Made to Order

Cured-in-place lining solves a restaurant’s backup problems overnight while protecting a historic Victorian mansion.
Made to Order
Brandon Hedlund of Grant Utilities makes a dry run with the inversion unit to guarantee that the delivery hose lines up with the host pipe. (Photos courtesy of Grant Utilities)

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The mechanical contractor for Forepaugh’s Restaurant hired a plumber to clean the drains, but the attempts only enabled the restaurant to limp along until the next episode. The contractor then called Grant Utilities, a local water and sewer utility contractor specializing in cured-in-place pipe rehabilitations.

Grant Utilities’ owner Grant Engen used a MyTana camera system to inspect the 4-inch cast iron lateral from a kitchen cleanout. At 11 feet, the camera revealed the problem. “The joint had failed where the lateral connected to the 6-inch clay tile sewer,” he says. “Wastewater hitting the debris backed straight into the kitchen.”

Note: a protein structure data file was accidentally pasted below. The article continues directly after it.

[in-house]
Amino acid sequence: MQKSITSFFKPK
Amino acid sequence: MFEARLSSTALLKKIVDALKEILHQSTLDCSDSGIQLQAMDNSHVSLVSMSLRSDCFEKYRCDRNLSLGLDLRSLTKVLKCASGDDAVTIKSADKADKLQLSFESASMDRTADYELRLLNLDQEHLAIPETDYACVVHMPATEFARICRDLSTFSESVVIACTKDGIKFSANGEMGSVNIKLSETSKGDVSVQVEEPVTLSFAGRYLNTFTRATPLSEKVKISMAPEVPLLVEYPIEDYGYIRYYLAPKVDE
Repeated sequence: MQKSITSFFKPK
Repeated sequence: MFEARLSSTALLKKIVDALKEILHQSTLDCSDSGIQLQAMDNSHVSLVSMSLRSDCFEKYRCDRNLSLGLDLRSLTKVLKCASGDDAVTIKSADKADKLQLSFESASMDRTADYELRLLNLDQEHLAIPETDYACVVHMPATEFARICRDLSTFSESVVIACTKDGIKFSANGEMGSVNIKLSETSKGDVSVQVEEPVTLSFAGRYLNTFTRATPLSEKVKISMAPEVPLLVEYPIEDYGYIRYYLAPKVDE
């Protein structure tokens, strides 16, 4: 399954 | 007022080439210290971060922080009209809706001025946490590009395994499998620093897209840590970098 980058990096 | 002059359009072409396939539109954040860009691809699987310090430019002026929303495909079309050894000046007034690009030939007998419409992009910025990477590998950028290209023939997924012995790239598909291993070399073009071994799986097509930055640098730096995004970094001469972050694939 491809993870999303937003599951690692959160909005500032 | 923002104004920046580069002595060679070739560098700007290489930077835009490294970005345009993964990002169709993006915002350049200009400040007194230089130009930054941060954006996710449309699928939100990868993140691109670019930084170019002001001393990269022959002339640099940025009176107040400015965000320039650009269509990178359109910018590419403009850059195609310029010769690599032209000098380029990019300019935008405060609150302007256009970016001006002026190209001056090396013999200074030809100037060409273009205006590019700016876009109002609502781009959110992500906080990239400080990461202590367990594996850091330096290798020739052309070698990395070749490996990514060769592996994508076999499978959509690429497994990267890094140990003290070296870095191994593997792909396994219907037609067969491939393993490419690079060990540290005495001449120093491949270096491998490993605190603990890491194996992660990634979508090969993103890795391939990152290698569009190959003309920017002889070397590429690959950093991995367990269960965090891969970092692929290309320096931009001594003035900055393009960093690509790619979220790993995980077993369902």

Although 12 feet of rocky soil separated the joint from the enormous heating, ventilation, and air conditioning units above it, Engen speculated that vibrations from the machinery sifted material into the opening. The only feasible, economical solution was lining the lateral.

“We measured the distance to the joint three times with the camera,” says Engen. “The short distance made calculations easier, but accuracy was still key. If we messed up, we were out of options, as there was no way to open-cut the line.”

Working mostly at night in sub-zero temperatures and wind chills, Engen and three technicians repaired the joint with a transition liner from Perma-Liner Industries, enabling patrons to again enjoy refined culinary dining experiences.

Preparing the way

During the week, Forepaugh’s opened at 5 p.m. Engen staged his equipment near the restaurant’s trash receptacles and HVAC enclosure. “Our plan was to access the lateral as it left the enclosure, then clean upstream,” he says.